And on the other side, I had to include Oogie Boogie's shadow on the moon. I love the subtle texture that's created when you fuse a smooth fabric over the crushed taffeta.
But of course, functioning as a tree skirt is only half of the equation. I have to be able to wear my creation out and about! I used a series of small D-rings along the edges that close the circle so I can easily lace it up. The function is the same for both of the skirt's uses.
Here's the skirt on my dress form, layered over a pettiskirt and combined with a boned bodice and a purple jacket:
Halloween always signals the start of the holiday season for me. What a great way to start the season with someone handing you candy! Of course, I have passed from being the receiver to being the giver. In my family, there are several wanna be ballerinas, fairies and princesses, It would be great if each had their own matching treat baskets. For less than two dollars and some recycling magic, you can create a Trick or Treat basket that will just fit the bill.
Two or three rubber bands
1 yard each light, medium and dark pink tulle.
1 happy meal bucket from McDonalds
It is good that I have a grandson who eats at least one happy meal a week. You could also use plastic cookie containers and baskets. Let your imagination go.
I said to use 3 yards of tulle but it really depends on the size of your container. I probably used about 2 yards of tulle,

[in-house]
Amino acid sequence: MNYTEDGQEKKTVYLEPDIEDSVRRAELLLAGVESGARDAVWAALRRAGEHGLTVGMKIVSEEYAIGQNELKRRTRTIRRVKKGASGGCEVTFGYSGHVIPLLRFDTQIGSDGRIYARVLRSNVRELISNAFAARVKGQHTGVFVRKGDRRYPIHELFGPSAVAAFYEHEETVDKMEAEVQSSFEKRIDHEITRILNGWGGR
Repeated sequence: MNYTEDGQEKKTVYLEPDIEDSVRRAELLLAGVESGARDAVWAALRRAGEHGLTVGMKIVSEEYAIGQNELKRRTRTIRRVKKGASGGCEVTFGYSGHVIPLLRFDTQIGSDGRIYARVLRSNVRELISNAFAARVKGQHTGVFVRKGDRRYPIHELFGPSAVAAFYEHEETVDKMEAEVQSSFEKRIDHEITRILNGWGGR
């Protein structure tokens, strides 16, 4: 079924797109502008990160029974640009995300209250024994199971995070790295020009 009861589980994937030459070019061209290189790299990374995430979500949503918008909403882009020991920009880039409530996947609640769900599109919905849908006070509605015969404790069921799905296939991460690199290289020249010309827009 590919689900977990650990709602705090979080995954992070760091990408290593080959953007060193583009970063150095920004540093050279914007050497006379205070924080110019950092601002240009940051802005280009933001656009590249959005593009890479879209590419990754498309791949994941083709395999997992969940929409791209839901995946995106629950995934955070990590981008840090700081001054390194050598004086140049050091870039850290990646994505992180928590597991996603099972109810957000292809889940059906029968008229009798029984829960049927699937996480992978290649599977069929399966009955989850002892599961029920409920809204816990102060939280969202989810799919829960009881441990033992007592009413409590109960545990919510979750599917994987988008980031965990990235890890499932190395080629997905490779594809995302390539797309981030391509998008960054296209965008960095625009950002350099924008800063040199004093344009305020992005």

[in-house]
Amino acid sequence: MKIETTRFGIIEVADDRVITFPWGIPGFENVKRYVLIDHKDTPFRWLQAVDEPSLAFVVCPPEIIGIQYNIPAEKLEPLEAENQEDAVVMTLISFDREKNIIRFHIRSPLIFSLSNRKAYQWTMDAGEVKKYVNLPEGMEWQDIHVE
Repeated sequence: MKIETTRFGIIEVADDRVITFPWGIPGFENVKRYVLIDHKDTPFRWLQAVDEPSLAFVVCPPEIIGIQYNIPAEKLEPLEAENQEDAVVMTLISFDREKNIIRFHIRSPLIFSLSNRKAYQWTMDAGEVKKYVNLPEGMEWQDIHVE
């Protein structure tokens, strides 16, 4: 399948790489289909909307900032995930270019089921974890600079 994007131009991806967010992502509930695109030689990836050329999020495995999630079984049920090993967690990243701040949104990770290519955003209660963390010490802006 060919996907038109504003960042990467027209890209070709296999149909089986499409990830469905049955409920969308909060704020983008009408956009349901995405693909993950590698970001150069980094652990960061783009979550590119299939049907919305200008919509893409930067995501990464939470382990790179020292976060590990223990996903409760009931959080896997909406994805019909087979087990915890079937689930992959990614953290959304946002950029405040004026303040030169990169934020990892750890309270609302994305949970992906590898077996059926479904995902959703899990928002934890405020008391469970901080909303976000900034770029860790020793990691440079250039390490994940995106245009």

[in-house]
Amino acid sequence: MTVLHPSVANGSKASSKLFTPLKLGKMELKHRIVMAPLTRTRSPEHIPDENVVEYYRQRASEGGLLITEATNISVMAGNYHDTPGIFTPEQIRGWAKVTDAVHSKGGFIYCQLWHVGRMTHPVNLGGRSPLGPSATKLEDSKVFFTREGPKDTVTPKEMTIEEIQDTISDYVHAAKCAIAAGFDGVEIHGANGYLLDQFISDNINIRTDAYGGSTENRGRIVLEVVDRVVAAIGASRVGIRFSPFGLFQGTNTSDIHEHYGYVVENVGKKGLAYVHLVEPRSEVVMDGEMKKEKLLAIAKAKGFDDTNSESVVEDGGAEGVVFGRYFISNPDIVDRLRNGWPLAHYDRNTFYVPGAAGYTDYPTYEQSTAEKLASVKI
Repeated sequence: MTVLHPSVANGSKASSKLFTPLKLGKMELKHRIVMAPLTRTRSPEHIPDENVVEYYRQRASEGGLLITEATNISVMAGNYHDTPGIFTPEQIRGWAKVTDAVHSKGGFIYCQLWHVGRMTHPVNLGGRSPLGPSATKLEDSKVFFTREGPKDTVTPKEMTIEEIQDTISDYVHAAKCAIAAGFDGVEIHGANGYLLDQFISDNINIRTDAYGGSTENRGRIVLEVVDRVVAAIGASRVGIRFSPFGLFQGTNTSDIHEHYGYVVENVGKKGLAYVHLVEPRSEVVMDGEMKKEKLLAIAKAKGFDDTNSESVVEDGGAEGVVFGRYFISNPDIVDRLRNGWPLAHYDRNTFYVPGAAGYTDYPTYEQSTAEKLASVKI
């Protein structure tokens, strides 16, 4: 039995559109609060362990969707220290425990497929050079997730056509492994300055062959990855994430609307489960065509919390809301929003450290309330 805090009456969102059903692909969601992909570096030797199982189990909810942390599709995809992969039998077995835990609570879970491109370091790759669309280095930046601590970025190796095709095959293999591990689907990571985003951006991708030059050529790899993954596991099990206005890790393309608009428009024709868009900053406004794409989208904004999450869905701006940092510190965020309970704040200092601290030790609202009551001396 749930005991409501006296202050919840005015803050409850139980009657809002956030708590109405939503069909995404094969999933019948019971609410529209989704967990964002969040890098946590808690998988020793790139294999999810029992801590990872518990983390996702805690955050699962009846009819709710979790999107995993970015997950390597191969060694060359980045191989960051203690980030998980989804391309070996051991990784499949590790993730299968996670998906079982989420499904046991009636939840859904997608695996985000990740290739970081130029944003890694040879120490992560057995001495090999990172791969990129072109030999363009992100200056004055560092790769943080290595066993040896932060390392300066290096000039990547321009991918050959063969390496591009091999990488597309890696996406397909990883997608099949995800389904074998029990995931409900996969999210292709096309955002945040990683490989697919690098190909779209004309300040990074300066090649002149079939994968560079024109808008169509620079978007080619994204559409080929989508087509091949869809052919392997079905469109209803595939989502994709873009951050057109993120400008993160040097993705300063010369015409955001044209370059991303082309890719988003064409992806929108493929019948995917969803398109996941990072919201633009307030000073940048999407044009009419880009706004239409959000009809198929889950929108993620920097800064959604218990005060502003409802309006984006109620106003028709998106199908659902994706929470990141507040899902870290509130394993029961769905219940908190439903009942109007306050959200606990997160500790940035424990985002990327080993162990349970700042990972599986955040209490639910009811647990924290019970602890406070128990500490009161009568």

1. Fold each yard of tulle in half and then half again. Cut each yard into aproximately 3 to 4 inch strips.. This does not have to be precision cut. I cut each strip into approximately 8'' pieces.
2. Place a rubber band around the top of the container and another around the bottom of the container.
3, Fold one strip of tulle and wrap around the rubber band and secure with a knot, Continue knotting strips of tulle around the rubber band until the surface is covered with tulle.
4. Continue knotting tulle strips around the bottom rubber band until the surface is covered. I recommend holding the bucket upside down to knot the strips. The rubber band slipped off the bucket several times until I flipped it over.
5. Look over your bucket and add different colors of pink to give a balanced, full look to your tutu.
October 21, 2012
Do you have a tiny goblin, fairy or princess in your house? The ideal Halloween costume pieces for kids are the ones that can go into the dress-up and pretend trunk after the candy questing is complete.
Pull together a lightning-quick skirt worthy of any royal ball with Tara's No-sew Tutu project.
Or, put together a Kids Halloween Mask that will see loads of play time well past Halloween.
Even kids-at-heart need costumes as fab as those the little ones wear. The next several projects work for kids or adults, and all whip up in a jiffy.